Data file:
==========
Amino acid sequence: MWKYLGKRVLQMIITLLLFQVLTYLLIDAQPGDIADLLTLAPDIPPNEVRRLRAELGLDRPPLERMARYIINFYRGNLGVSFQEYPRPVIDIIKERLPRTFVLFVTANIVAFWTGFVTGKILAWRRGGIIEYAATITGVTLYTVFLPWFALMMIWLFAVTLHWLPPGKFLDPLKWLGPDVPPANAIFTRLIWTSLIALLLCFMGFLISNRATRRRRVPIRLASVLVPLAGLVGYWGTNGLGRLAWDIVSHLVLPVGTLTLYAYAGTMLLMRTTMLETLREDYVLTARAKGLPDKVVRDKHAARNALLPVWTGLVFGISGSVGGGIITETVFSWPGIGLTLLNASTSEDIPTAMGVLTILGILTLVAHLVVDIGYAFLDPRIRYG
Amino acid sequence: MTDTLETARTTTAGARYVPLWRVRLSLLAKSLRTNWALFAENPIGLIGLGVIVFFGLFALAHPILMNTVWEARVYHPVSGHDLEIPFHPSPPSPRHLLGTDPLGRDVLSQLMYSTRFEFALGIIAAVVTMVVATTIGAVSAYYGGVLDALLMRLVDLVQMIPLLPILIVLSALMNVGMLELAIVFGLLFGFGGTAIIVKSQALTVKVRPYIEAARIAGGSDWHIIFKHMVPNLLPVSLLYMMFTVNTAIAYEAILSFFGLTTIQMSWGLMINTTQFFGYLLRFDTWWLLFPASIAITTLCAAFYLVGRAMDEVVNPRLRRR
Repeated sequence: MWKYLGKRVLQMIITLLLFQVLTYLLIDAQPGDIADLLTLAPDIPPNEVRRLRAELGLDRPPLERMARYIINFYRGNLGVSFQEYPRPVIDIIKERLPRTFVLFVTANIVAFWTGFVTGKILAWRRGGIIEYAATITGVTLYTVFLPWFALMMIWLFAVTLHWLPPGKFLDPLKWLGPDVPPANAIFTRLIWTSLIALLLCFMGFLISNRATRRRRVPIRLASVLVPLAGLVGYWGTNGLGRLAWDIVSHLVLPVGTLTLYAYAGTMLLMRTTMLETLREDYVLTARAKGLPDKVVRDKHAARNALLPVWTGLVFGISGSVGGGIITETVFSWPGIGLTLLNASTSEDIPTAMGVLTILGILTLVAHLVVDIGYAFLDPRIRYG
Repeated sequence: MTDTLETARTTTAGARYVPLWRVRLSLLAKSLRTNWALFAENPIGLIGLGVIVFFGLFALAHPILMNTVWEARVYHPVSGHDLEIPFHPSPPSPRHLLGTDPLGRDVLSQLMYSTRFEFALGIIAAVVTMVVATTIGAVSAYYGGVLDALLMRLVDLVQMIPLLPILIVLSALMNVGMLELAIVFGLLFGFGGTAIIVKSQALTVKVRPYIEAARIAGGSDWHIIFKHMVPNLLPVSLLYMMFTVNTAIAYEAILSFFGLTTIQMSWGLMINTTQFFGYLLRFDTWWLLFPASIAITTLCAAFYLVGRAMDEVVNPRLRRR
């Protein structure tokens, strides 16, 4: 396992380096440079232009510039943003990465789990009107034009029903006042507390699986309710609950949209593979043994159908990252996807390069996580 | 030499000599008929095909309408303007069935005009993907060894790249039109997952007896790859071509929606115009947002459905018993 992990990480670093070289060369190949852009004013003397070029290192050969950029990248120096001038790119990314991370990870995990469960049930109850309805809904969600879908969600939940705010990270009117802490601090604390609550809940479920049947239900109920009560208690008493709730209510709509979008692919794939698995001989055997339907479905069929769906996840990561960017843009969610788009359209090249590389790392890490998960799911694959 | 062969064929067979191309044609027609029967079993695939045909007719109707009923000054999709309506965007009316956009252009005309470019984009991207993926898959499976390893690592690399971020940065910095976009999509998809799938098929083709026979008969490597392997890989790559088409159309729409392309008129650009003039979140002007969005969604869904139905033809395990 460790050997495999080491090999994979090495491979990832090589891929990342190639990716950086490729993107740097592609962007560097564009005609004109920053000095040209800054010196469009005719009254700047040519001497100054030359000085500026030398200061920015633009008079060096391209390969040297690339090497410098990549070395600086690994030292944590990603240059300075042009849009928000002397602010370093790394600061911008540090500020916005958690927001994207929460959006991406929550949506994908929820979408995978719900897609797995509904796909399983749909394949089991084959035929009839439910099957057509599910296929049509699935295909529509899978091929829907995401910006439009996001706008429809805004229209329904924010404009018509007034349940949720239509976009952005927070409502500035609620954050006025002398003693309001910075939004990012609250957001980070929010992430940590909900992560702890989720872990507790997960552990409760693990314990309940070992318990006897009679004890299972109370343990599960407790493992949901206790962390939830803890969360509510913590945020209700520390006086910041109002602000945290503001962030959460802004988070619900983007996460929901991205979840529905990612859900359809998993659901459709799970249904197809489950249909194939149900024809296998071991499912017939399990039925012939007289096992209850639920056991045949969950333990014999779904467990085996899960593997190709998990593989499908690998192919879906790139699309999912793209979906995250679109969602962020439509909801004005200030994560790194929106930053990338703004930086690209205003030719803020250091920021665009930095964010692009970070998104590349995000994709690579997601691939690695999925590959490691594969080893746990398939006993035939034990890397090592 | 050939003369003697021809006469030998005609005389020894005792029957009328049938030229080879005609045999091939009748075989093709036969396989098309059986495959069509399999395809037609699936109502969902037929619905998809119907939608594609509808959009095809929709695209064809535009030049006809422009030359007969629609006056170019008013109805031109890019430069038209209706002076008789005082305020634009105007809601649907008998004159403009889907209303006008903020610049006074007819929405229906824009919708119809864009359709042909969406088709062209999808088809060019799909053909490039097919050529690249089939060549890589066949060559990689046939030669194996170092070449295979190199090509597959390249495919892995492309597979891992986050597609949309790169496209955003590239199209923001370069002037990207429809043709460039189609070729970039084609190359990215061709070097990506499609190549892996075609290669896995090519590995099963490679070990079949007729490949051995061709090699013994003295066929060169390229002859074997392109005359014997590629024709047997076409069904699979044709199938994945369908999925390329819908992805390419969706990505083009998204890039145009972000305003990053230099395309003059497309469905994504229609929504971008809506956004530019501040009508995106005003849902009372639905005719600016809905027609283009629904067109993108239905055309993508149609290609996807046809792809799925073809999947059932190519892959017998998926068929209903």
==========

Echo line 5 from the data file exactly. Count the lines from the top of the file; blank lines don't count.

């Protein structure tokens, strides 16, 4: 396992380096440079232009510039943003990465789990009107034009029903006042507390699986309710609950949209593979043994159908990252996807390069996580 | 030499000599008929095909309408303007069935005009993907060894790249039109997952007896790859071509929606115009947002459905018993 992990990480670093070289060369190949852009004013003397070029290192050969950029990248120096001038790119990314991370990870995990469960049930109850309805809904969600879908969600939940705010990270009117802490601090604390609550809940479920049947239900109920009560208690008493709730209510709509979008692919794939698995001989055997339907479905069929769906996840990561960017843009969610788009359209090249590389790392890490998960799911694959 | 062969064929067979191309044609027609029967079993695939045909007719109707009923000054999709309506965007009316956009252009005309470019984009991207993926898959499976390893690592690399971020940065910095976009999509998809799938098929083709026979008969490597392997890989790559088409159309729409392309008129650009003039979140002007969005969604869904139905033809395990 460790050997495999080491090999994979090495491979990832090589891929990342190639990716950086490729993107740097592609962007560097564009005609004109920053000095040209800054010196469009005719009254700047040519001497100054030359000085500026030398200061920015633009008079060096391209390969040297690339090497410098990549070395600086690994030292944590990603240059300075042009849009928000002397602010370093790394600061911008540090500020916005958690927001994207929460959006991406929550949506994908929820979408995978719900897609797995509904796909399983749909394949089991084959035929009839439910099957057509599910296929049509699935295909529509899978091929829907995401910006439009996001706008429809805004229209329904924010404009018509007034349940949720239509976009952005927070409502500035609620954050006025002398003693309001910075939004990012609250957001980070929010992430940590909900992560702890989720872990507790997960552990409760693990314990309940070992318990006897009679004890299972109370343990599960407790493992949901206790962390939830803890969360509510913590945020209700520390006086910041109002602000945290503001962030959460802004988070619900983007996460929901991205979840529905990612859900359809998993659901459709799970249904197809489950249909194939149900024809296998071991499912017939399990039925012939007289096992209850639920056991045949969950333990014999779904467990085996899960593997190709998990593989499908690998192919879906790139699309999912793209979906995250679109969602962020439509909801004005200030994560790194929106930053990338703004930086690209205003030719803020250091920021665009930095964010692009970070998104590349995000994709690579997601691939690695999925590959490691594969080893746990398939006993035939034990890397090592 | 050939003369003697021809006469030998005609005389020894005792029957009328049938030229080879005609045999091939009748075989093709036969396989098309059986495959069509399999395809037609699936109502969902037929619905998809119907939608594609509808959009095809929709695209064809535009030049006809422009030359007969629609006056170019008013109805031109890019430069038209209706002076008789005082305020634009105007809601649907008998004159403009889907209303006008903020610049006074007819929405229906824009919708119809864009359709042909969406088709062209999808088809060019799909053909490039097919050529690249089939060549890589066949060559990689046939030669194996170092070449295979190199090509597959390249495919892995492309597979891992986050597609949309790169496209955003590239199209923001370069002037990207429809043709460039189609070729970039084609190359990215061709070097990506499609190549892996075609290669896995090519590995099963490679070990079949007729490949051995061709090699013994003295066929060169390229002859074997392109005359014997590629024709047997076409069904699979044709199938994945369908999925390329819908992805390419969706990505083009998204890039145009972000305003990053230099395309003059497309469905994504229609929504971008809506956004530019501040009508995106005003849902009372639905005719600016809905027609283009629904067109993108239905055309993508149609290609996807046809792809799925073809999947059932190519892959017998998926068929209903």